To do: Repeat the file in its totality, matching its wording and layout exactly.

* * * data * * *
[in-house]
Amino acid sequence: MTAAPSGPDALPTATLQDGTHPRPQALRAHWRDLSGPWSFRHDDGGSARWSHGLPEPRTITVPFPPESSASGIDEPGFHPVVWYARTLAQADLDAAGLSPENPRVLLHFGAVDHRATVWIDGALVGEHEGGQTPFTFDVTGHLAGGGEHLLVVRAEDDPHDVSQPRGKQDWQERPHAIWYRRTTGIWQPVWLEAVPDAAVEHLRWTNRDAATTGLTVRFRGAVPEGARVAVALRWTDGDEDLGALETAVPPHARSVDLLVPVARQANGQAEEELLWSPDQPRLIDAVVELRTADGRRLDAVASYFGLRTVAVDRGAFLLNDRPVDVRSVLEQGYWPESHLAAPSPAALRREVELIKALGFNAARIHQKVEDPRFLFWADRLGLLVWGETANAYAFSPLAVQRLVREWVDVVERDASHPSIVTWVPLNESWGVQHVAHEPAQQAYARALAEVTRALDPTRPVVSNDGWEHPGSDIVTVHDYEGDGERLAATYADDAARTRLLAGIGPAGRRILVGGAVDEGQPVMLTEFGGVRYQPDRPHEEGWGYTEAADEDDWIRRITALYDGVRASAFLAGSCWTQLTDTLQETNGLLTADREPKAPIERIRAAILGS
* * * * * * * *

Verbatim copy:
[in-house]
Amino acid sequence: MTAAPSGPDALPTATLQDGTHPRPQALRAHWRDLSGPWSFRHDDGGSARWSHGLPEPRTITVPFPPESSASGIDEPGFHPVVWYARTLAQADLDAAGLSPENPRVLLHFGAVDHRATVWIDGALVGEHEGGQTPFTFDVTGHLAGGGEHLLVVRAEDDPHDVSQPRGKQDWQERPHAIWYRRTTGIWQPVWLEAVPDAAVEHLRWTNRDAATTGLTVRFRGAVPEGARVAVALRWTDGDEDLGALETAVPPHARSVDLLVPVARQANGQAEEELLWSPDQPRLIDAVVELRTADGRRLDAVASYFGLRTVAVDRGAFLLNDRPVDVRSVLEQGYWPESHLAAPSPAALRREVELIKALGFNAARIHQKVEDPRFLFWADRLGLLVWGETANAYAFSPLAVQRLVREWVDVVERDASHPSIVTWVPLNESWGVQHVAHEPAQQAYARALAEVTRALDPTRPVVSNDGWEHPGSDIVTVHDYEGDGERLAATYADDAARTRLLAGIGPAGRRILVGGAVDEGQPVMLTEFGGVRYQPDRPHEEGWGYTEAADEDDWIRRITALYDGVRASAFLAGSCWTQLTDTLQETNGLLTADREPKAPIERIRAAILGS